HSPs, like introverts, tend to reflect deeply on the world around them, and do lots of ”inner labor” that remains invisible to those around them, and therefore isn’t considered valuable. 

We’re constantly trying to adapt to a pace not aligned with our natural tendencies — and a value system that prizes achievements and accomplishments rather than internal developments — all of which takes a toll on us, as many HSPs can attest. Whether it is habitually tightening our muscles to keep ourselves together or clenching our jaws to ”power through” something, our bodies take the hit.

Too much and our bodies will start speaking up, as mine did. Chronic fatigue doesn’t have a known cause (though depression and overwork are associated with it) and rest won’t make it go away. But I believe that several high-stress incidents — like taking on limiting familial beliefs, or unwittingly absorbing and feeling trapped in loved ones’ crises and stresses — impacted me as a highly sensitive person, and by ignoring them or trying to respond in a way that wasn’t true to my sensitivity, I developed the condition. 

Repressed anger played a role as well for me. Anger can be a scary emotion and HSPs are often softhearted empaths who struggle with expressing it constructively, if at all. Unfortunately, we tend to suppress it or turn it towards ourselves in destructive ways, all to our detriment. Instead, we could use this vital life-force energy for healthy boundary setting, especially for shielding our sensitivity and for building a sense of personal power and agency.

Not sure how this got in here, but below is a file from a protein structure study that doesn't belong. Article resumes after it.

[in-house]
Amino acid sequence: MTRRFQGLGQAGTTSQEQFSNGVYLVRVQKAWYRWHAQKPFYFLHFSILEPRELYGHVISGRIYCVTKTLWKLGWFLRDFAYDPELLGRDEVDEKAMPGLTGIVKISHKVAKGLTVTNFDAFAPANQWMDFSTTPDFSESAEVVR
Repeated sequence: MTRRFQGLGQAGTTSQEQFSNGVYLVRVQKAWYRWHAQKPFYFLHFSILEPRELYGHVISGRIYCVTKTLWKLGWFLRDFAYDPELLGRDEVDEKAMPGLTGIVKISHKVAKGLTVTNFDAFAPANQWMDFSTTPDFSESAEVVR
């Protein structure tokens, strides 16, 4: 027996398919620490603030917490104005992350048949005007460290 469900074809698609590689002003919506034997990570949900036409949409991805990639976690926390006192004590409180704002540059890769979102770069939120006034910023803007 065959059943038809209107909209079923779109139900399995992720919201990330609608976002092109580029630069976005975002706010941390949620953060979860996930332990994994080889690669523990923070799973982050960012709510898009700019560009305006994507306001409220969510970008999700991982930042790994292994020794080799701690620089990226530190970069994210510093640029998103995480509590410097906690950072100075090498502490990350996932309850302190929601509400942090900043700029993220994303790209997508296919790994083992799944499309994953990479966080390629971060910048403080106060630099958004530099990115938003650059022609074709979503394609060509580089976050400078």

I have a suspicion that my illness is linked with forcefully pushing myself in an attempt to live up to the norms and ideals of society. On top of absorbing emotions and repressing anger, I come from a place inhabited by mostly practical-minded people with a traditional work ethic. Beyond a certain age, they frown upon behavior that seems lazy (because it’s not as productive as they think it should be), so being a deep-processing, quietly-observing, and emotionally-responsive person isn’t always understood or appreciated, let alone celebrated. 

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Recovering from Fatigue as a Highly Sensitive Person

My recovery hasn’t been easy. I still feel physically sick if I go into negative thought loops. And I don’t seem to be able to cope with pressure, from outside or inside. Recovery almost resembles taking care of an infant.